March 8, 2015

Lent III

Exodus 20: 1-17; Psalm 19; 1 Corinthians 1: 18-25; John 2: 13-22


In the Name of God: Father, Son, and Holy Spirit. AMEN.

There is a reason that in most churches the focal point is a cross. At St. Andrew’s, if you look above the altar, you will see, although it is now obscured by a purple Lenten drape, a cross. Upon this cross above the altar is Jesus, depicted as a crucified king. It is called a “Christus Rex,” Latin for Christ the King.

At the very heart of the Gospel that Paul preaches is a cross, which he calls both a stumbling block to the Jews and foolishness to the Greeks. The reason for this language is that Paul understands that absurdity of God on a cross. It was an absurd idea at the time, and remains so today – God the creator of all that is - as the recipient of all human shame, death, and violence – here, on the cross. Nothing could be more unlikely than that redemption should come through the humiliating crucifixion of a person. And yet it does.

The cross stands as an affront to the values of the world. So any person who holds on to those values will always stumble over this cross, because it doesn’t make sense. But for those who learn to see the cross, not as something punitive, but as affirming, those people are truly blessed, because in place of absurdity upon the cross, they discover truth. And that is the reason why the cross is the focal point. We don’t come into this church and see a smiley face or a dollar sign above the altar, because Christianity isn’t about being happy or financially prosperous. Christianity is about a relationship with God, which creates a kind of joy and prosperity that is counter to what the world offers us.   

We are halfway through Lent. Some of us may have given something up or took something on?  And maybe, miracle of all miracles, we are still observing that.  Perhaps through your Lenten discipline God has revealed something to you. Paul, the author of 1 Corinthians, writes today that this is what God is always doing. If you have in yourself a desire to know God more deeply, Paul suggests that desire is a gift from God.  God is within you.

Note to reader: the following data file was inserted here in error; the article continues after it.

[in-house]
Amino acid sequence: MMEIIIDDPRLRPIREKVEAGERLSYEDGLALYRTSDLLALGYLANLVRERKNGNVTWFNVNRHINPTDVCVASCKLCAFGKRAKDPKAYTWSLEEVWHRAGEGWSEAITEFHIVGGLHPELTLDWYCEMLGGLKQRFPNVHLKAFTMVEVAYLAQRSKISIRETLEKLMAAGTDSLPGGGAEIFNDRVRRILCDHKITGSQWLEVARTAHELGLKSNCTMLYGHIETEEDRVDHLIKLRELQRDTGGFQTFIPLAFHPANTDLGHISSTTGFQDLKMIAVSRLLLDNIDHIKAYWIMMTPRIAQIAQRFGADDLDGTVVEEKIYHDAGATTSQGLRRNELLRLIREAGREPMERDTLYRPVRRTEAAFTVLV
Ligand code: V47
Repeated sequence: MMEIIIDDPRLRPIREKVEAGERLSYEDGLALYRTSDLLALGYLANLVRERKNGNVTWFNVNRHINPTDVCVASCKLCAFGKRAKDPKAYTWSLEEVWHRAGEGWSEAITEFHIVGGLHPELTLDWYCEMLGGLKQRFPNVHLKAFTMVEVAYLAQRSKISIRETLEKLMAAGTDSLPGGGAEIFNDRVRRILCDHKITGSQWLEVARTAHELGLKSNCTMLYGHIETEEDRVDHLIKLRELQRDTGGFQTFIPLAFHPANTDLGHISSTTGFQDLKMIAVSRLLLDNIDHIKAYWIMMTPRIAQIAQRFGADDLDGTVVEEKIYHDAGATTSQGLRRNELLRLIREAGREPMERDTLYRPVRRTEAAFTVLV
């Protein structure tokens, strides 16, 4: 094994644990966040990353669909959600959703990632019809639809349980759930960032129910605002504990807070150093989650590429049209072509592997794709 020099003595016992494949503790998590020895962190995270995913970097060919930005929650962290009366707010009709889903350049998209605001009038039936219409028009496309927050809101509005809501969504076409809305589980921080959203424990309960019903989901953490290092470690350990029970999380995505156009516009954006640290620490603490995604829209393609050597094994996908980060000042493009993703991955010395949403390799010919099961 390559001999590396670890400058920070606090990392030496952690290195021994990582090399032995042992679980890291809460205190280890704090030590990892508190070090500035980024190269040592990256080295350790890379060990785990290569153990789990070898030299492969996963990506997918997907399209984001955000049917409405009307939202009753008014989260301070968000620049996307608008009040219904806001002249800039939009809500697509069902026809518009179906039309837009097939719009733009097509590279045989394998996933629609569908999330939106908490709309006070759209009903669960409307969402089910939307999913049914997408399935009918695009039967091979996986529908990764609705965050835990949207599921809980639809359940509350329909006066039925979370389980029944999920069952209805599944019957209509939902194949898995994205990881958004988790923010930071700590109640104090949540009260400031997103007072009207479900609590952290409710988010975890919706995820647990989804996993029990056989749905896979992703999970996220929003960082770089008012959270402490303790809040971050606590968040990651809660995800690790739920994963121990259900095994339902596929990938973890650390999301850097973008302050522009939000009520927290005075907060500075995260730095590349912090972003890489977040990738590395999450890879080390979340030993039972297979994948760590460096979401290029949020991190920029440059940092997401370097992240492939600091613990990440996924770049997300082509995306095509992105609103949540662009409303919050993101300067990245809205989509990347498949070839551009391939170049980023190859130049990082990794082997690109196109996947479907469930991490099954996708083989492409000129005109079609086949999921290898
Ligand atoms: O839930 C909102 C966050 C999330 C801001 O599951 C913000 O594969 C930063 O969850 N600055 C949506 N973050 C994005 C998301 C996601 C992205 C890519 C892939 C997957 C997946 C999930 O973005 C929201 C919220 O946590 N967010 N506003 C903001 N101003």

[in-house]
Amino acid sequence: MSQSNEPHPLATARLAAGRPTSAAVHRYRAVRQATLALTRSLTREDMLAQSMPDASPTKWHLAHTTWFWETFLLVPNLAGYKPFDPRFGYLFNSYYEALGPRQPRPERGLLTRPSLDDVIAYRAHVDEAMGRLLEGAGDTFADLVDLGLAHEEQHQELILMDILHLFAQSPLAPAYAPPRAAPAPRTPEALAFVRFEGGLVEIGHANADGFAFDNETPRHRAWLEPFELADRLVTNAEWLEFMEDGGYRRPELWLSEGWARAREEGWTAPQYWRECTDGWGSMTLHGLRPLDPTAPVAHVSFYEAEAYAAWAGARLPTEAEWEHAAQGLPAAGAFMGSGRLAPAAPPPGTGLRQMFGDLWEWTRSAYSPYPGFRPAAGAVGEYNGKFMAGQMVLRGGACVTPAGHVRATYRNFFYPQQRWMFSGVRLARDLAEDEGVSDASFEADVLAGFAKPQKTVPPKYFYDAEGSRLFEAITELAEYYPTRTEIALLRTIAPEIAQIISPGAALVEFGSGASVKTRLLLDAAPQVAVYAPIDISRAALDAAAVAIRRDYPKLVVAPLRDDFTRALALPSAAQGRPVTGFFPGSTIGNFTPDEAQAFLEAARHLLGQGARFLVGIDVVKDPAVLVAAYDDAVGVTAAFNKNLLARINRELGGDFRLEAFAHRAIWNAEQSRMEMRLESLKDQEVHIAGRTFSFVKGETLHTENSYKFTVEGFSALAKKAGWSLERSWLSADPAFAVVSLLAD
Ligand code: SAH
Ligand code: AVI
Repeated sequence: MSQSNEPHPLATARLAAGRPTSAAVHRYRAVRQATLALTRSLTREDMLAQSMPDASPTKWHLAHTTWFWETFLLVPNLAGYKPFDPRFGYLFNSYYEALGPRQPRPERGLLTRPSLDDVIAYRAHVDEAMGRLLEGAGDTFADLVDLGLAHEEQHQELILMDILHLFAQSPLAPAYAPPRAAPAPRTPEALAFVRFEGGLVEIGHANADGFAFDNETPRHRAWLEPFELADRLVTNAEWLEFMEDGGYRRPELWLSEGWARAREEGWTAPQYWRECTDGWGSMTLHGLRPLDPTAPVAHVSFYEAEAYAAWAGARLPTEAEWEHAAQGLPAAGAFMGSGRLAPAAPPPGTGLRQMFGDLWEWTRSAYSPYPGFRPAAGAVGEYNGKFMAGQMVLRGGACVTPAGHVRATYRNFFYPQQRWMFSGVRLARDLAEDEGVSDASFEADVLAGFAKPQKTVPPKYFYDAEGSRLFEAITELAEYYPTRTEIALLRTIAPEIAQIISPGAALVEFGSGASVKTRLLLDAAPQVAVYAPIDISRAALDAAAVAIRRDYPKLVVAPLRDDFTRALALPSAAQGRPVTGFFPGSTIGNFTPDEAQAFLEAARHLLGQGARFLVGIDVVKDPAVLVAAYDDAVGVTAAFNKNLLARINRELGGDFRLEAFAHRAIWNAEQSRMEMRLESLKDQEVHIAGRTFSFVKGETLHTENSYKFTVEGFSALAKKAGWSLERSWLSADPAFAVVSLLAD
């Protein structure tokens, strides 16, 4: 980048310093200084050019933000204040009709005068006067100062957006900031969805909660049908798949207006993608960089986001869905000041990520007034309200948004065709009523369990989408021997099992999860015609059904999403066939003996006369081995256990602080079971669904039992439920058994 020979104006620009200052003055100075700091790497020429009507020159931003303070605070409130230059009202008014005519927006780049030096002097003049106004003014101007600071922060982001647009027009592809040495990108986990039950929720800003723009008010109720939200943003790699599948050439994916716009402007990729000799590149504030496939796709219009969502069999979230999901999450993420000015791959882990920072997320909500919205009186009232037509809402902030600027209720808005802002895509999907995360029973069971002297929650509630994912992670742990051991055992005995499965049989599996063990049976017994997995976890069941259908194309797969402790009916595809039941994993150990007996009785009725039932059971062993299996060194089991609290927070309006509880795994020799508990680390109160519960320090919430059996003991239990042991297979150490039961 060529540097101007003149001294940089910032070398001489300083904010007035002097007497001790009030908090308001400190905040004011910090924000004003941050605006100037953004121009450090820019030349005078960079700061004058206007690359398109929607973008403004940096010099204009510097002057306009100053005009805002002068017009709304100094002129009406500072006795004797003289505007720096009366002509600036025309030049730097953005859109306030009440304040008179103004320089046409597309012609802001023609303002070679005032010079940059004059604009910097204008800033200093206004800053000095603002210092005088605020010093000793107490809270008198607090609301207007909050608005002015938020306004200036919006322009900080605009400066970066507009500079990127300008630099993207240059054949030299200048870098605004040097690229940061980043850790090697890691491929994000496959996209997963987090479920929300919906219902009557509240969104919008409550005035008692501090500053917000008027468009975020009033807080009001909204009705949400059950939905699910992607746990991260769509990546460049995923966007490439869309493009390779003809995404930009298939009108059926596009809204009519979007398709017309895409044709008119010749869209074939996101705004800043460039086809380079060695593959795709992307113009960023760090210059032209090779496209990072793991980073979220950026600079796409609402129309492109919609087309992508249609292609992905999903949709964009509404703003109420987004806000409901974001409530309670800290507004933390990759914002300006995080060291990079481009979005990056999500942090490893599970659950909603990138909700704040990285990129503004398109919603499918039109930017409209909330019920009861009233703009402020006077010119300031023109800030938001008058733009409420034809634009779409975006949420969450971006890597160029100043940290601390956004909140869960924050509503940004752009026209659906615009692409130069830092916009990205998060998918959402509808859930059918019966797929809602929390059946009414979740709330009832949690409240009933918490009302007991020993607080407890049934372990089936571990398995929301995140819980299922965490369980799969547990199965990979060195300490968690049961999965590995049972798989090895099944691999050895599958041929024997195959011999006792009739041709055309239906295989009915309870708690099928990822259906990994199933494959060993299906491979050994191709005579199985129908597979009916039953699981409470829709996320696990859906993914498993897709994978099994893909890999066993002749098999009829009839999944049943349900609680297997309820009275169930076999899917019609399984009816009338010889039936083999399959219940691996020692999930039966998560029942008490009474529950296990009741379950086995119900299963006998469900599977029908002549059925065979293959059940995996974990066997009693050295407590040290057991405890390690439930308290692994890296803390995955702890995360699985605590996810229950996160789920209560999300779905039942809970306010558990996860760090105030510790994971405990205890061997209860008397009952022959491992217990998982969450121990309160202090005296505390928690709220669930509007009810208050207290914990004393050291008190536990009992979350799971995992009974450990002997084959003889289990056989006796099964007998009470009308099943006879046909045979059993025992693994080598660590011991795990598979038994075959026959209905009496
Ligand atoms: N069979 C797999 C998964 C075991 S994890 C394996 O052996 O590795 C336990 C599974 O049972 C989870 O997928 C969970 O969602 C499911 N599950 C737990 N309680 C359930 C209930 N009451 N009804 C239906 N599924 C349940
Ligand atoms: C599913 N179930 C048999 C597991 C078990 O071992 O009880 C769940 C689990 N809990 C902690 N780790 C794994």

I recently drove by a church whose marquee board read “God knows what She’s doing” and I believe that is completely true. The impetus for relationship with God moves from God to us, not the other way around.  

For Paul, knowing and loving God have nothing to do with believing the right ideas or beliefs, belonging to the right church, or believing that the Bible is divinely inspired. Paul didn’t seem to show much interest in these things.  

What matters to Paul is that cross – God’s invitation to us to live a life that is real, vulnerable, and more life-affirming than any other life we could imagine. For Lent this year, I did not give up beer, chocolate, fried foods, or sweets. I gave up trying to earn my own worthiness. I am first to admit, I do this too often. I try to earn my worthiness by working more than I need to, wanting to please everyone, to be liked by all. For Lent this year I decided, I don’t need that crutch anymore, because in the presence of the cross, none of it matters, because being loved by God is enough. We are all worthy because God loves us, and that is what the cross is all about. AMEN.